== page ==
How We Define plagiarism

Plagiarism is a form of cheating and is a serious academic offence. It arises where work submitted by a learner is not their own and has been taken from another source. The original material is then hidden from the marker, either by not referencing it properly, by paraphrasing it or by not mentioning it at all.

The most common forms of plagiarism are:

  • cut/copy and pasted material from the Web
  • copying the work of another learner (past or present) including essay material, laboratory data or computer source code
  • copying course material or lecture notes
  • copying material out of a textbook or journal

Plagiarism may occur in a number of other forms, as well as in conventional written work. Another learner may be involved, or the plagiarism may arise from the misuse of sources outside the Archimedes learning provider’s learning and support materials.

The key is proper attribution of source material. None of the activities listed above is, of itself, necessarily wrong.

Plagiarism is a serious matter for the Archimedes learning provider’s qualification. If not dealt with, it will ultimately devalue all Archimedes learning provider’s courses to the detriment of both learners and the Archimedes learning provider’s community. It also introduces a fundamental and inevitable distortion when the work of a learner cohort is being assessed. This, in turn, is likely to lead to the undetected plagiarist obtaining better marks and a better degree than a learner who is playing by the rules.

As an individual learner you have signed to declare that all of your work is both original and your own. Archimedes learning providers have access to sophisticated tools that will detect plagiarism. Where plagiarism has occurred, the learner will fail the course without recourse to appeal or rights to re-apply for training with Archimedes learning provider’s.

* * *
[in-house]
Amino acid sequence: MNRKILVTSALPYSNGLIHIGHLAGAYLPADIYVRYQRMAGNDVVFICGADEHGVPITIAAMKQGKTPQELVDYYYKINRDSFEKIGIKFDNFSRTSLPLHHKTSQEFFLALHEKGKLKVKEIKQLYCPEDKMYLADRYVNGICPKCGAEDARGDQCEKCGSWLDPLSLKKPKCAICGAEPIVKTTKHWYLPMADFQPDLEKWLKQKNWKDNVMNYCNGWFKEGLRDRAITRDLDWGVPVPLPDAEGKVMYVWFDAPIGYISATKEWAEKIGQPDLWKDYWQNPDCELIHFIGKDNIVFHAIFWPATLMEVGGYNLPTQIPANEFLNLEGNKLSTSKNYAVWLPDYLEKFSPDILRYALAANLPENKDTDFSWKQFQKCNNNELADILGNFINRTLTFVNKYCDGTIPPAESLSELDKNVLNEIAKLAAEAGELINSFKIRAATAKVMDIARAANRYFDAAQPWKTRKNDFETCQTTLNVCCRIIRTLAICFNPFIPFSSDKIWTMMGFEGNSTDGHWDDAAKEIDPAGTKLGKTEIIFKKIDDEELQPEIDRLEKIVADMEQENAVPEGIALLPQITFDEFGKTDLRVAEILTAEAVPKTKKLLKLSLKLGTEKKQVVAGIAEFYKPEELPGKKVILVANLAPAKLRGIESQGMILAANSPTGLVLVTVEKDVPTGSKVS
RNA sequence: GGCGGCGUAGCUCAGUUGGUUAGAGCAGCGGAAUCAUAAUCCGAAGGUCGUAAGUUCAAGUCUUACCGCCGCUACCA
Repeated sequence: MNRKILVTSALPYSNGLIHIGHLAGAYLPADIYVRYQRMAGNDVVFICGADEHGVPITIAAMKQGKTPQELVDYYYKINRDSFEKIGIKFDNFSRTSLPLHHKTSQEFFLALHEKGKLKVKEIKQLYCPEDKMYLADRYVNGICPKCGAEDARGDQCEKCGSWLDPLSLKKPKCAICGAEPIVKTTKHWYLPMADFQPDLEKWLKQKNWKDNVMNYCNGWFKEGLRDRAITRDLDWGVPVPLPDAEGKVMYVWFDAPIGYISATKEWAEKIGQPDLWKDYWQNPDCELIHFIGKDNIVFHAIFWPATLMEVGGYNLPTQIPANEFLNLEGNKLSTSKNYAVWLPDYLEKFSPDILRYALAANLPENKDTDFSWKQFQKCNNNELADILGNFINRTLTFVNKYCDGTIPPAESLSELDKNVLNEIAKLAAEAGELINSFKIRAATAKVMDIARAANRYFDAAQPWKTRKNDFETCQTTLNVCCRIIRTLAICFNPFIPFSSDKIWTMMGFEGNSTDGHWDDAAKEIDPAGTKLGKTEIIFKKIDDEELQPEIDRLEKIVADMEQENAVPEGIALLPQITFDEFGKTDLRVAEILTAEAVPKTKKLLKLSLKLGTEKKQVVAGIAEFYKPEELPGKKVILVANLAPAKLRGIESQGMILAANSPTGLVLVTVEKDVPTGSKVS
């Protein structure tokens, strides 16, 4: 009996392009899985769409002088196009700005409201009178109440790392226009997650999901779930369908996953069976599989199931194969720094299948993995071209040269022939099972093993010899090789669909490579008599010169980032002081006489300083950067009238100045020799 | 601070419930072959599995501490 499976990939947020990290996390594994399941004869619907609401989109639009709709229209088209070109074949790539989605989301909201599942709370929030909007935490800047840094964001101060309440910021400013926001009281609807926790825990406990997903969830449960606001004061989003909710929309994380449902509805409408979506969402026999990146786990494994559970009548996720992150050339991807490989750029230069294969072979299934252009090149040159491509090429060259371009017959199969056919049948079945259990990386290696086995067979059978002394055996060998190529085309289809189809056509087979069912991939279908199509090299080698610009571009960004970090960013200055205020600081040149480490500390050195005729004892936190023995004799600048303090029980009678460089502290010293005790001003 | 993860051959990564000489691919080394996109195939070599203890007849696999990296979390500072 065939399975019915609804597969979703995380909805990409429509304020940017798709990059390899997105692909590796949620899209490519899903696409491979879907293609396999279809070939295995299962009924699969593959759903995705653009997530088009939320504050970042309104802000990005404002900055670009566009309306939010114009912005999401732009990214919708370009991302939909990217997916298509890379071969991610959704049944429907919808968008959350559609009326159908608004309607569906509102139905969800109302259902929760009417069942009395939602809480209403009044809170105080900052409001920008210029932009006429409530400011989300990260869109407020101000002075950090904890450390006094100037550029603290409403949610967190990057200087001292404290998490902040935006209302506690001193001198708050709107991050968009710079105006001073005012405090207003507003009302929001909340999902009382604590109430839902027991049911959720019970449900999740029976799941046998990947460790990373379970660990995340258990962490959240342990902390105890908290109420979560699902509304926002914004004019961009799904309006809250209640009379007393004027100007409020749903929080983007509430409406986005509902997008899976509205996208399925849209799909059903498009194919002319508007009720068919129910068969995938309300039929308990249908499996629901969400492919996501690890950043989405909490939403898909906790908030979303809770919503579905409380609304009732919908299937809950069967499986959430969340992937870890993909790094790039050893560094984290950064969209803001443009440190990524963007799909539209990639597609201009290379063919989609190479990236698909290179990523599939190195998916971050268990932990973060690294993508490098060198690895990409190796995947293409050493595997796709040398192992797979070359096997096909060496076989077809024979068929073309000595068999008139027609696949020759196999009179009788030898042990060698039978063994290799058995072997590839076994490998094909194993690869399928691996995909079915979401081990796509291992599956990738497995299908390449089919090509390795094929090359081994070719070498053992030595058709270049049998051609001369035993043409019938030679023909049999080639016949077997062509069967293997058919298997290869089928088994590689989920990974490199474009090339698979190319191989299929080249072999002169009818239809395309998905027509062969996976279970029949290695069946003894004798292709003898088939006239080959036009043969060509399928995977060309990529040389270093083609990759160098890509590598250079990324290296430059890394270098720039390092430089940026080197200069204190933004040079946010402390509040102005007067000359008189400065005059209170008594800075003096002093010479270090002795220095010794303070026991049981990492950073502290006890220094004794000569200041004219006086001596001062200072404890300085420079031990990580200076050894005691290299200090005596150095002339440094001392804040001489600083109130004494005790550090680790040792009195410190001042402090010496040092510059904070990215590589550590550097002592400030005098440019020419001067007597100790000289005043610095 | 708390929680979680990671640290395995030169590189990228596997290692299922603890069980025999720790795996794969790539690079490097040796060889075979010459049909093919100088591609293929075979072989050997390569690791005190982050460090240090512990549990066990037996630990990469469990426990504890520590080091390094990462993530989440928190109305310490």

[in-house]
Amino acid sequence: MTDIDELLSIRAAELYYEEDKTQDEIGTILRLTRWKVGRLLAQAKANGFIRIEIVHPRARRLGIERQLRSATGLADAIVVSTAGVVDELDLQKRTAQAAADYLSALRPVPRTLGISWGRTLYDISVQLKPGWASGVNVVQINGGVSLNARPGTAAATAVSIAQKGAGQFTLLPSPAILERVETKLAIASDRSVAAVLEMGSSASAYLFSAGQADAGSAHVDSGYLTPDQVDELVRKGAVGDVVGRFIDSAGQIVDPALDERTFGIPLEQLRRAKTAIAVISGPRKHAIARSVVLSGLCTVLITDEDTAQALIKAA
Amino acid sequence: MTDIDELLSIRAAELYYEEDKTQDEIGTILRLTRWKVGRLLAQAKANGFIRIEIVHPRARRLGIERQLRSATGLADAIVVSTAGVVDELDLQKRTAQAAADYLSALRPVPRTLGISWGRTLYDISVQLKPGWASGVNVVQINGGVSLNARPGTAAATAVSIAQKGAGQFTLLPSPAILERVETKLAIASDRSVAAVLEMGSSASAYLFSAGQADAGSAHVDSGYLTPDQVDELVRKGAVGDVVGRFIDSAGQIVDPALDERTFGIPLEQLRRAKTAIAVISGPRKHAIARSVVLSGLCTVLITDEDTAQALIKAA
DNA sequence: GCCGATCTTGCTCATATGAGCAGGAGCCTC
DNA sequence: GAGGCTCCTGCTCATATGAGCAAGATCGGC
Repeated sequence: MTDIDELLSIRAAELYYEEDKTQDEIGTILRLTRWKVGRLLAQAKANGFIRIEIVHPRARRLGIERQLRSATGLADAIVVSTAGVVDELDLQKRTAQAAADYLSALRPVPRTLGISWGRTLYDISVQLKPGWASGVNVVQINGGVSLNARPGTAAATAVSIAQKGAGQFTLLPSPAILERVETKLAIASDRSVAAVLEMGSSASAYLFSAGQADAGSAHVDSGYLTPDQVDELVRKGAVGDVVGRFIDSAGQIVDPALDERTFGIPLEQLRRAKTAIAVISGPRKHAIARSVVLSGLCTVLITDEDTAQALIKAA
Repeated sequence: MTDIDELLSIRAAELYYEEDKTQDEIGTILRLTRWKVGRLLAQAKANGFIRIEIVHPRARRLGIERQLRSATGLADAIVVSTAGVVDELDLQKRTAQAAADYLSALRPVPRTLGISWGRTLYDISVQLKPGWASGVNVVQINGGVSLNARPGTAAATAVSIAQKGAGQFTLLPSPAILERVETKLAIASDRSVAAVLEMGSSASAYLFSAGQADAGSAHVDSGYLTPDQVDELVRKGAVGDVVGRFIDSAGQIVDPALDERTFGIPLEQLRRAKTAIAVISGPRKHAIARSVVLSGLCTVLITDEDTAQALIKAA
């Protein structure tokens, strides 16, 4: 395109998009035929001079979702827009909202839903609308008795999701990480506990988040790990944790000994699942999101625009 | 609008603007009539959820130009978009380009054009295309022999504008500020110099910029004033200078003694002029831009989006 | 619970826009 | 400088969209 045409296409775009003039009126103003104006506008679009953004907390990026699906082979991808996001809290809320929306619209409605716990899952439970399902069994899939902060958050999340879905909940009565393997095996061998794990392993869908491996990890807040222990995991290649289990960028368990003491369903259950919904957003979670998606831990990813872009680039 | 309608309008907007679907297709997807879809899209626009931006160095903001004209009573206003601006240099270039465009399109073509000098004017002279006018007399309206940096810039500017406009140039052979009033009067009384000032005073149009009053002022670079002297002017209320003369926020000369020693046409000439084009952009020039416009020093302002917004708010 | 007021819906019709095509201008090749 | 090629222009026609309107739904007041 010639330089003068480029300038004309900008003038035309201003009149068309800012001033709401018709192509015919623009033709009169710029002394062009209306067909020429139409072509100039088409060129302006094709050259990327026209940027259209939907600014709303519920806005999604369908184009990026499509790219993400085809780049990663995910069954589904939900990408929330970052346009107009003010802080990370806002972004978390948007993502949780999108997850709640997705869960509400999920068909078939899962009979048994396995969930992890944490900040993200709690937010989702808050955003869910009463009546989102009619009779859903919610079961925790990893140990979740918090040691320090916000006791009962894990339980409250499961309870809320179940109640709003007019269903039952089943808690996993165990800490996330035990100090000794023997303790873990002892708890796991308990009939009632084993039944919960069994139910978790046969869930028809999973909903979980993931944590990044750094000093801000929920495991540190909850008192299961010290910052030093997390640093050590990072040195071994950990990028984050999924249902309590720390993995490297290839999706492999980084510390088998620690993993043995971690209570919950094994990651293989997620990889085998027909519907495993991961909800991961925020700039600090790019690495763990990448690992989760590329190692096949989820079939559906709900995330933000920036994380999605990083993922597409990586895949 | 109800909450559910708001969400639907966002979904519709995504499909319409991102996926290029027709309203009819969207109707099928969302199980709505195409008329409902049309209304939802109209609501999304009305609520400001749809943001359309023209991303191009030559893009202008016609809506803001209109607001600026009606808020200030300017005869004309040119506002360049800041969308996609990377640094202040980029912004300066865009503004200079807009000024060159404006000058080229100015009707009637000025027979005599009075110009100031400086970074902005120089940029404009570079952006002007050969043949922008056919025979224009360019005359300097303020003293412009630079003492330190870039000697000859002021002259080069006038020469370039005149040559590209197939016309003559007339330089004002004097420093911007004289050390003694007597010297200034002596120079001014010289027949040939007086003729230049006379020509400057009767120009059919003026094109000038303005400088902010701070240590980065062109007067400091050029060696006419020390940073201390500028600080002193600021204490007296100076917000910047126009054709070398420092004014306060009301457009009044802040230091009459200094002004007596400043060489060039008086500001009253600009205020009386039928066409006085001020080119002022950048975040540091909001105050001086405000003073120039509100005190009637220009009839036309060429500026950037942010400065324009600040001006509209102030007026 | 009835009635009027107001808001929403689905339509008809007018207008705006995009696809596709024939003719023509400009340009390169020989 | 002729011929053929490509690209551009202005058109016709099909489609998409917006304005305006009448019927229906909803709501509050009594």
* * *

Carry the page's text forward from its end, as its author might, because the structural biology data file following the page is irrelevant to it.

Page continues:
A learner’s responsibilities

A learner who is training with an Archimedes learning provider is expected to submit work that demonstrates compliance with two important prerequisites:

  • a level of independent thought, grounded in the teaching received;
  • the provision of clear referencing to all sources consulted, both within the main body of the work submitted and in any separate listing of sources.

It should be clear from a consideration of these two key requirements why plagiarism is unacceptable. By definition, a piece of work that has been plagiarised will never be able to meet either of the above criteria. Asking yourself prior to submission whether your work passes both tests is a useful method for determining whether there is likely to be a problem with plagiarism.

It is ironic that learners sometimes seem to go to great lengths to hide the sources that they have been consulting. Proper referencing of these will normally be reflected in a good mark for the work submitted. This is because the appropriate use of source material is considered to be a crucial part of educational life. The resultant marking process will therefore acknowledge this, hence the inherent irony involved in the position of the learner plagiarist who runs the risk of a serious penalty by hiding an aspect of their work that, done properly, is likely to help achieve a good mark without putting their learner career in jeopardy.